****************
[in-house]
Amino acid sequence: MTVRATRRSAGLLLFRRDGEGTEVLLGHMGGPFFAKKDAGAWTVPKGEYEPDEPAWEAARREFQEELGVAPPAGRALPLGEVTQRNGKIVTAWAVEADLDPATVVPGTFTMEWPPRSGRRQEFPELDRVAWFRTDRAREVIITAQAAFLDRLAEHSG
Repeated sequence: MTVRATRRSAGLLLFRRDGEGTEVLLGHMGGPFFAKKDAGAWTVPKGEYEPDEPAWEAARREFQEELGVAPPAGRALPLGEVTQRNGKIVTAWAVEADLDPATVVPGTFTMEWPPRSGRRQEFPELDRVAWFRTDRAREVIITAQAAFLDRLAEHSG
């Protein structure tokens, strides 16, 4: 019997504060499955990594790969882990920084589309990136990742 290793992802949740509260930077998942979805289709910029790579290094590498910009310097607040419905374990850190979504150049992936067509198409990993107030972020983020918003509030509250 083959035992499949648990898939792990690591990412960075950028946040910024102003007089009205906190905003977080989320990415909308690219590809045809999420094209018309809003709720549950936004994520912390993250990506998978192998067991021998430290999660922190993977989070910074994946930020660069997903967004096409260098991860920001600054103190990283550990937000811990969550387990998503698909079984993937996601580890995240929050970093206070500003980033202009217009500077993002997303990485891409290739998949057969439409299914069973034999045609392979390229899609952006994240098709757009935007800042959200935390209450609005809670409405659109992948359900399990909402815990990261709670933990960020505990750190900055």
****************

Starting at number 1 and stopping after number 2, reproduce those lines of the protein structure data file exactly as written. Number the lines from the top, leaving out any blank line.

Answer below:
[in-house]
Amino acid sequence: MTVRATRRSAGLLLFRRDGEGTEVLLGHMGGPFFAKKDAGAWTVPKGEYEPDEPAWEAARREFQEELGVAPPAGRALPLGEVTQRNGKIVTAWAVEADLDPATVVPGTFTMEWPPRSGRRQEFPELDRVAWFRTDRAREVIITAQAAFLDRLAEHSG